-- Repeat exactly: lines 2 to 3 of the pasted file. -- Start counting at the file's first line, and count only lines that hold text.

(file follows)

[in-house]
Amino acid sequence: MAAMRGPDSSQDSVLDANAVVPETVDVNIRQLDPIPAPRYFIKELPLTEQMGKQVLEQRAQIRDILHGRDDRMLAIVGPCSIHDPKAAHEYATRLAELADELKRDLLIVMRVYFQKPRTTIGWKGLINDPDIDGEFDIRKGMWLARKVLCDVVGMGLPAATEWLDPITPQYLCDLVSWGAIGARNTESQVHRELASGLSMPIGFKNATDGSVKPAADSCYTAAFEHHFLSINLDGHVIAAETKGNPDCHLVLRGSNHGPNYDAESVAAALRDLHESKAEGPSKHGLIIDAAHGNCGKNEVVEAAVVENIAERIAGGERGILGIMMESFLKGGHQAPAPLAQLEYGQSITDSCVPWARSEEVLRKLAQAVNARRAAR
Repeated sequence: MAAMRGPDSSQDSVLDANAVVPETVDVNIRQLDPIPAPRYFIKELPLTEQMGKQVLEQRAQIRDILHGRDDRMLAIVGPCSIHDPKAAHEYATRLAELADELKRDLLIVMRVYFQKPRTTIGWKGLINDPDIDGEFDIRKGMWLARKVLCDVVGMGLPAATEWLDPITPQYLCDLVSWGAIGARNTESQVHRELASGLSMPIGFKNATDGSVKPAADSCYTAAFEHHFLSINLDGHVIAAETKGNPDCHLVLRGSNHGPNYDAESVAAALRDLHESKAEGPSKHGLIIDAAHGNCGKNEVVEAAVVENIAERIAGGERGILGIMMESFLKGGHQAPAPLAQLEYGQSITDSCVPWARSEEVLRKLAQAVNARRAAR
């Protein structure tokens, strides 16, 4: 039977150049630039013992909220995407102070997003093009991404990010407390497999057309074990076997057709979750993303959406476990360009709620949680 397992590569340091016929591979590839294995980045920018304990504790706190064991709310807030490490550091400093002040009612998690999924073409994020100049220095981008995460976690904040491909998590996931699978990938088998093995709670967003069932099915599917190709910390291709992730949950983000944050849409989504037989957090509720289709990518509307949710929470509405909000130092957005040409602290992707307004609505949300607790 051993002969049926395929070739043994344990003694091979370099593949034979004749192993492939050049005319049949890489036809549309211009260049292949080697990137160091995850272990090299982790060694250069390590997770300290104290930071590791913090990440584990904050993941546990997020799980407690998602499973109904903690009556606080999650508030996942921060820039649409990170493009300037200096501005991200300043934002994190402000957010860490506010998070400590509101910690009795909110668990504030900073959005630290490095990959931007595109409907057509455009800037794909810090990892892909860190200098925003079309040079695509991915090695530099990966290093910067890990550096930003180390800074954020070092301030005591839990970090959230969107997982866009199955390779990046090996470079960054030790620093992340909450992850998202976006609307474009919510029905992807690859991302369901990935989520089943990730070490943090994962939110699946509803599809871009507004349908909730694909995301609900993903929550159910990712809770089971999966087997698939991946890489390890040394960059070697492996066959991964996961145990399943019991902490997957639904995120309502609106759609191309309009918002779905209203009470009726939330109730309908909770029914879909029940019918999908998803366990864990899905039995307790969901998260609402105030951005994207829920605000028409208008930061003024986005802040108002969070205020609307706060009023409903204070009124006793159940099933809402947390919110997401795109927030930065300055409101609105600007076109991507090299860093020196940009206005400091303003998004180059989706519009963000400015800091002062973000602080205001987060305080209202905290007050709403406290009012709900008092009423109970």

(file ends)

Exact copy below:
Amino acid sequence: MAAMRGPDSSQDSVLDANAVVPETVDVNIRQLDPIPAPRYFIKELPLTEQMGKQVLEQRAQIRDILHGRDDRMLAIVGPCSIHDPKAAHEYATRLAELADELKRDLLIVMRVYFQKPRTTIGWKGLINDPDIDGEFDIRKGMWLARKVLCDVVGMGLPAATEWLDPITPQYLCDLVSWGAIGARNTESQVHRELASGLSMPIGFKNATDGSVKPAADSCYTAAFEHHFLSINLDGHVIAAETKGNPDCHLVLRGSNHGPNYDAESVAAALRDLHESKAEGPSKHGLIIDAAHGNCGKNEVVEAAVVENIAERIAGGERGILGIMMESFLKGGHQAPAPLAQLEYGQSITDSCVPWARSEEVLRKLAQAVNARRAAR
Repeated sequence: MAAMRGPDSSQDSVLDANAVVPETVDVNIRQLDPIPAPRYFIKELPLTEQMGKQVLEQRAQIRDILHGRDDRMLAIVGPCSIHDPKAAHEYATRLAELADELKRDLLIVMRVYFQKPRTTIGWKGLINDPDIDGEFDIRKGMWLARKVLCDVVGMGLPAATEWLDPITPQYLCDLVSWGAIGARNTESQVHRELASGLSMPIGFKNATDGSVKPAADSCYTAAFEHHFLSINLDGHVIAAETKGNPDCHLVLRGSNHGPNYDAESVAAALRDLHESKAEGPSKHGLIIDAAHGNCGKNEVVEAAVVENIAERIAGGERGILGIMMESFLKGGHQAPAPLAQLEYGQSITDSCVPWARSEEVLRKLAQAVNARRAAR